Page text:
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The Time to Find Intention is Now

Cloth Napkins: A Beginner’s Sewing Project

I think everyone can agree that these past few months of the pandemic has given us a lot of time to think. Whether thinking about if we’ll ever get to go on vacation again or thinking about what things in our lives matter the most, spending my days inside has given me time to consider how I can be more intentional in my life. It’s also given me time to pick up a new craft: sewing. Specifically, sewing cloth napkins.

Though I took sewing in high school, I thought of it as an outdated art. Why sew when I could buy? In the time of fast fashion, kitchen, and dining products, I once thought that I’d find more joy in a trip to Forever 21 or Home Goods than making anything on my own. Over these past few months, I’ve completely changed my interest in buying and instead discovered a desire to make. I have since picked up a needle and thread (and a pair of sewing scissors, to cut up one of those fast fashion dresses).

This inspiration was sparked from my hope to live a waste-minimum lifestyle with the lack of availability to buy paper products. It only took a few meals after not being able to find paper napkins at any grocery store for me to realize that, if we are to live in this new world that lacks availability to these things, I must adapt.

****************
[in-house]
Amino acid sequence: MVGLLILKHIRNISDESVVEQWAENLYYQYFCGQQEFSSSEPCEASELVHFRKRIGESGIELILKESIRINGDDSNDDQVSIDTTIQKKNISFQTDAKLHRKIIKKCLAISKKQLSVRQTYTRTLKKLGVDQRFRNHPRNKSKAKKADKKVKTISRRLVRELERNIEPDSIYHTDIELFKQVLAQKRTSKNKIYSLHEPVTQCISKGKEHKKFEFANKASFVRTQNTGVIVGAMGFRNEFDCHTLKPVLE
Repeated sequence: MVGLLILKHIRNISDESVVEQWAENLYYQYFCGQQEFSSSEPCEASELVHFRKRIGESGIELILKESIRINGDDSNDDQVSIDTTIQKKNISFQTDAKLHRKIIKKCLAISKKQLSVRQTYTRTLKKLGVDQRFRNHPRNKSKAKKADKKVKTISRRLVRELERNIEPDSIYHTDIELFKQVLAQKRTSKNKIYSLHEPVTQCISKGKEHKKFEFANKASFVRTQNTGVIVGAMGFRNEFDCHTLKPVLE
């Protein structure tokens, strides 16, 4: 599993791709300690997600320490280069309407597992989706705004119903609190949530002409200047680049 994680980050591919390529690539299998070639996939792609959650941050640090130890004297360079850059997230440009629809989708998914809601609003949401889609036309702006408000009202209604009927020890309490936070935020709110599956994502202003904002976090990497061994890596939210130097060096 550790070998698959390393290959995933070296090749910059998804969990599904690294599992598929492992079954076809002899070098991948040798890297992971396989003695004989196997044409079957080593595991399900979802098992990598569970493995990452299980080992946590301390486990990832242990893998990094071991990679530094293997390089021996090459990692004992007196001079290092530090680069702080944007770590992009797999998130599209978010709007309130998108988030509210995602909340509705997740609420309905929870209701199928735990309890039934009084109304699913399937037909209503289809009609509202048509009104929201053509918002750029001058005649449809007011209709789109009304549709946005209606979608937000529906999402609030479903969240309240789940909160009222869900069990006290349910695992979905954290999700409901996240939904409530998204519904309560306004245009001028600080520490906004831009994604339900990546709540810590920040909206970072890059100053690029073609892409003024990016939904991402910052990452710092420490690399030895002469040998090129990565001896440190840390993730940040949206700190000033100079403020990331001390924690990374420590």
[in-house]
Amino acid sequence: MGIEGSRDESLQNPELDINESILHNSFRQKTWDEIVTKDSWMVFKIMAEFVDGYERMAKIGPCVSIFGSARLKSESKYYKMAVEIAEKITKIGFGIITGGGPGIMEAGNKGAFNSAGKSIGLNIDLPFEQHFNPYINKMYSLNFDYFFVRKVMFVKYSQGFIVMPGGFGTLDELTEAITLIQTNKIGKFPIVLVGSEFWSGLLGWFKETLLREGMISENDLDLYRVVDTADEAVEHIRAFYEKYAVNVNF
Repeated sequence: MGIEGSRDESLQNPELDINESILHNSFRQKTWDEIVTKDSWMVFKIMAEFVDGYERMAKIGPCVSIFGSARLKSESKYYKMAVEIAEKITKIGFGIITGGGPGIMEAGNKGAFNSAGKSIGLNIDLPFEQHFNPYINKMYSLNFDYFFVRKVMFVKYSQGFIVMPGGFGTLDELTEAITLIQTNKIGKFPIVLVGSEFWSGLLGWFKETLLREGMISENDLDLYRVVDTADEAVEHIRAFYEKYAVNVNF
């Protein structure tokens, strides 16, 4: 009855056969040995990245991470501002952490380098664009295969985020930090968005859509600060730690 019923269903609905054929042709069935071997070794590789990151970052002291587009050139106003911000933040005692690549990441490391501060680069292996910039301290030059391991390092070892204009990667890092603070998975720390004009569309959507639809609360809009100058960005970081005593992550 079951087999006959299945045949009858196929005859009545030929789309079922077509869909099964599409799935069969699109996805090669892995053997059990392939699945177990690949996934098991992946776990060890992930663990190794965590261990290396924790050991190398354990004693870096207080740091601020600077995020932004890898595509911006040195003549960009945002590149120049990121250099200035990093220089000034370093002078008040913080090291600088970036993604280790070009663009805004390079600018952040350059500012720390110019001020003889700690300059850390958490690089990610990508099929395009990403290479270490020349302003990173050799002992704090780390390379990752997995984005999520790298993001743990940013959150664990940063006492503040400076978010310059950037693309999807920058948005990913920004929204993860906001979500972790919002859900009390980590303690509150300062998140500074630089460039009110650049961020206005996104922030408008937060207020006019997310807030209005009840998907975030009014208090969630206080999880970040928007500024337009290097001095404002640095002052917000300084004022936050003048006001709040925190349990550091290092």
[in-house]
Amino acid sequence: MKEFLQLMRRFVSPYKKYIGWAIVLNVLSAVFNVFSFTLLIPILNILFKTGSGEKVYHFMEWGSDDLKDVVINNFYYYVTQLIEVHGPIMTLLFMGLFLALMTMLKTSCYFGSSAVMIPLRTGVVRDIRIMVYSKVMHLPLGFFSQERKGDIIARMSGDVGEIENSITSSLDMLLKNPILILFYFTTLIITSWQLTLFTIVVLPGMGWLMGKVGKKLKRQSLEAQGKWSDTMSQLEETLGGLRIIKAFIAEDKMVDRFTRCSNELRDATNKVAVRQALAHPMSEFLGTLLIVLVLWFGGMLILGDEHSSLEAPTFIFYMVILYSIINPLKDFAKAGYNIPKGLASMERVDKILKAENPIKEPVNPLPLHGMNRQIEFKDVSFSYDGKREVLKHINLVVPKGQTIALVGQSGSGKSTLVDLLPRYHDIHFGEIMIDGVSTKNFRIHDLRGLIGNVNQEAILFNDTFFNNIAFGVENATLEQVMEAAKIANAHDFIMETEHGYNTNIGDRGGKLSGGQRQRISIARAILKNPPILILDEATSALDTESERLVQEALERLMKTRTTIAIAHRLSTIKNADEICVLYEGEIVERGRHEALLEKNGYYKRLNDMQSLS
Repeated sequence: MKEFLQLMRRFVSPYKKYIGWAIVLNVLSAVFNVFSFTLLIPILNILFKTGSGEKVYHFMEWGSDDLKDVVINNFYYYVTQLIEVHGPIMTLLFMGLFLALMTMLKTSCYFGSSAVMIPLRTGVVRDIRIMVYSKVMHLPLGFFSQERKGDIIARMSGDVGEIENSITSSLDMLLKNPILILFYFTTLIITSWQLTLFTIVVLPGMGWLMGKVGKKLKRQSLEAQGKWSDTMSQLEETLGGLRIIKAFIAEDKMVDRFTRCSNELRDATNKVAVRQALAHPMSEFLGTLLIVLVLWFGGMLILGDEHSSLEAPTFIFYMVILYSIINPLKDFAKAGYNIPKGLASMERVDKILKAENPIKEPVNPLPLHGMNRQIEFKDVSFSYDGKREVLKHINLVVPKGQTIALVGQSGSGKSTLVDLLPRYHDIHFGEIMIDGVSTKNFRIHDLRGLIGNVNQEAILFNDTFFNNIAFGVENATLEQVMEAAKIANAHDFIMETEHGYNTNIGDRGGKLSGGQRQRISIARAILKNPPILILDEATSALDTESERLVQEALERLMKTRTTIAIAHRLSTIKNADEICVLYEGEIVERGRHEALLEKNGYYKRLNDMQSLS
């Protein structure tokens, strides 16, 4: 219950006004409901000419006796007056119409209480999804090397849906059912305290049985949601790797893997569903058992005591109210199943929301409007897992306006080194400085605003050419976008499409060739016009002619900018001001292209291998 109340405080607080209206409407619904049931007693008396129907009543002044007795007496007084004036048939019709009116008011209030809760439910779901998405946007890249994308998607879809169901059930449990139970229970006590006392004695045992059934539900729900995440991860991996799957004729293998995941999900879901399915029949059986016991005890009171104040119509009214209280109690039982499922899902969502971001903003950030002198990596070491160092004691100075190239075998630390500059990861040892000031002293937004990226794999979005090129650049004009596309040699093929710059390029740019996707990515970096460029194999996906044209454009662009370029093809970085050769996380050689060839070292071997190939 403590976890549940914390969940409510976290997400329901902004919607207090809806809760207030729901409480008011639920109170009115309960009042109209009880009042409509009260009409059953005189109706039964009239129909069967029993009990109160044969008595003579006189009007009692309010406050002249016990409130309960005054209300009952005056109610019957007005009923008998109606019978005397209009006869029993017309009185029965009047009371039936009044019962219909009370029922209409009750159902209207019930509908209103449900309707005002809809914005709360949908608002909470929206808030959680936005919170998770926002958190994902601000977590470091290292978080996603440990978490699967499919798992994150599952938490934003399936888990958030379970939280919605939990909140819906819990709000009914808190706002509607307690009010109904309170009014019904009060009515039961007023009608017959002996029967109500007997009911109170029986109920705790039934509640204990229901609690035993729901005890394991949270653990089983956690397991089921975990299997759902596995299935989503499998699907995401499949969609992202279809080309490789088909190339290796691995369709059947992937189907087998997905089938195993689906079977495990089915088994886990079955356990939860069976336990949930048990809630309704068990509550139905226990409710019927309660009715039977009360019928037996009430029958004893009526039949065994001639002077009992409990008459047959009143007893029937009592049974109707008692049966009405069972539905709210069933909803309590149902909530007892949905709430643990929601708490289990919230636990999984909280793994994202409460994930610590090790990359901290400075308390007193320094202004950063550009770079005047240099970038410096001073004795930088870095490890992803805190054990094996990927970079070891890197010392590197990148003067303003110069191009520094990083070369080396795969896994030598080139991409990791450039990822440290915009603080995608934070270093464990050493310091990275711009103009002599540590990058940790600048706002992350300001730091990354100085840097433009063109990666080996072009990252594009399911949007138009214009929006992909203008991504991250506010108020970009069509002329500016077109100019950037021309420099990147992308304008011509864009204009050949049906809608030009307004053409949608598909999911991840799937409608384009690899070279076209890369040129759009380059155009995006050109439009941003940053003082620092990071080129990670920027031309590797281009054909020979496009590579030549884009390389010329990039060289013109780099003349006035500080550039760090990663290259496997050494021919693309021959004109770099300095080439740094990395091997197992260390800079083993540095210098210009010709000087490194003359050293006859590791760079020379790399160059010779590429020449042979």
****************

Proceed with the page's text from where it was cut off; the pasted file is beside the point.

I first ordered the most basic sewing kit I could find. While waiting for it to be delivered, I decluttered my closet. Amongst the excess, I found a dress that I thought would make the perfect cloth napkins—and it did.

Once my sewing kit arrived, I cut the dress into five squares. I sewed the scraps together then hemmed the edges of all of the cloth squares. After a wash and a quick iron, 6 of the 9 napkins held together—fortunately I’m working on giving myself grace and wasn’t too upset about this. I’ve learned many lessons from my new project, such as to use quality fabrics, tools to help me, and maybe I should follow a tutorial next time. But something that will not change as I take on my next project is that I will continue to make with intention.

My partner and I have been using our cloth napkins for about a week now. We each use one for breakfast, lunch, and dinner then wash them in a garment bag with a load of like colors. We expect to save about $50 a year on paper napkins and don’t feel too bad about using resources to wash since we will throw them in with along with a batch of laundry.

The imperfections of my cloth napkins remind me daily that we are all learning how to live in this new world right now. Though mistakes will happen, as long as we are doing with intention, we at Lost Creative Fabrics believe that it is better to do than to do nothing at all.

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